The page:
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In & Of Itself

Derek DelGaudio blends illusion and storytelling in his magic-infused solo show at the Daryl Roth Theatre.

Derek DelGaudio in In & Of Itself, directed by Frank Oz, at the Daryl Roth Theatre.
(© Matthew Murphy)

Master magician Derek DelGaudio has made a career of pushing the boundaries of his own craft, which he certainly accomplishes in his self-penned solo show In & Of Itself at the Daryl Roth Theatre (Los Angeles' Geffen Playhouse hosted its world premiere in 2016). But in a way that awe-inspiring magic rarely does, DelGaudio transforms his "tricks" from isolated spectacles into tools of storytelling that do just as much for theater as they do for the art of illusion.

New York City has seen its fair share of solo shows, each with its own signature flair but few that greatly deviate from the prescriptive 90-minute monologue with some choreography around an armchair. DelGaudio gets our attention standing in front of a wall featuring six cut-out windows that hold unrelated items, like a theatrical game of free association. What do a headless mannequin, a bottle of booze, a wolf, a scale, a gold brick, and piles of mail have in common? That's the unspoken riddle DelGaudio unravels throughout his show (Mark Mothersbaugh underscoring it with original music), which drifts with surprising control among fable, personal testimony, and philosophical thought experiment.

We come to find that an exploration of "identity" joins all of these elements — and we have the fun task of considering our own at the door, where we have to pick a card (and subsequently hand it to the usher) that reads "I AM…" followed by a variety of nouns, such as "Anarchist" and "Jedi." Suddenly, DelGaudio's audience for the night is encapsulated in a tiny pile of cardstock paper — an effective visual representation of the exercise's oversimplification of identity. He eventually gets around to addressing that issue but starts by picking apart the layers of his own character, looking back at his ostracized upbringing (the result of being raised by an openly gay mother) and his training in sleight of hand (an interest that sprang from his literal affinity for keeping his cards close to his chest). Here he performs some of his most impressive tricks — though not as a display of magic but of practiced skill. Savvy New York audiences may not be able to be fooled, but they can surely be impressed, and DelGaudio is wildly impressive with his technical abilities.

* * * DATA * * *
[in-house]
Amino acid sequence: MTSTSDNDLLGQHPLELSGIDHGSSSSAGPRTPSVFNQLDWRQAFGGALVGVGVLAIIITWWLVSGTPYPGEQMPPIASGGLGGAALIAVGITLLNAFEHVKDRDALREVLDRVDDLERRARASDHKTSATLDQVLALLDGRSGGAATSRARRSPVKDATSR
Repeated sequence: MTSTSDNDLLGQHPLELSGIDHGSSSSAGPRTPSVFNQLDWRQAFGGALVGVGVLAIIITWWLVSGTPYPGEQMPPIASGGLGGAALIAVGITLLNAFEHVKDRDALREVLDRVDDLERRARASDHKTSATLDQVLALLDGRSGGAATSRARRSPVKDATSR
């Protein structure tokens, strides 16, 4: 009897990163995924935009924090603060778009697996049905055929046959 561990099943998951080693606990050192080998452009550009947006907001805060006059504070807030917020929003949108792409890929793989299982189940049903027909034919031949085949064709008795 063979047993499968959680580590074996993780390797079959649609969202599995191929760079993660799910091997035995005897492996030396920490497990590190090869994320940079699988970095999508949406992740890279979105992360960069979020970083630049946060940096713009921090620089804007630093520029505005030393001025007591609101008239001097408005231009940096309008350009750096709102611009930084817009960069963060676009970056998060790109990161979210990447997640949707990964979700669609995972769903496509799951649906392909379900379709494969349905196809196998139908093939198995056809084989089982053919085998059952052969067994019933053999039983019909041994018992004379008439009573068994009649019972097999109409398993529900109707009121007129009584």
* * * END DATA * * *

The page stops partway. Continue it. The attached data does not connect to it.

More than that, these demonstrations illustrate who he is better than any beautifully crafted monologue could. As DelGaudio frequently repeats, there's more information to be found in what you don't see than in what you do. He and his director — the legendary puppeteer Frank Oz — take that to heart when striking a balance between the yin and yang of "show and tell" (lighting designer Adam Blumenthal and sound designer Kevin Heard accent each of the moments that make up the composite piece). Our charming host has ample opportunity to be a commanding narrative storyteller, with extraordinary illusions woven throughout in the manner of a musical score. They're not merely pauses for entertainment value but engine-driving, load-bearing moments that elevate magic from a diversion to a fine art. For perhaps the first time, magic is raising the question why instead of how — and why is leading to far more interesting answers.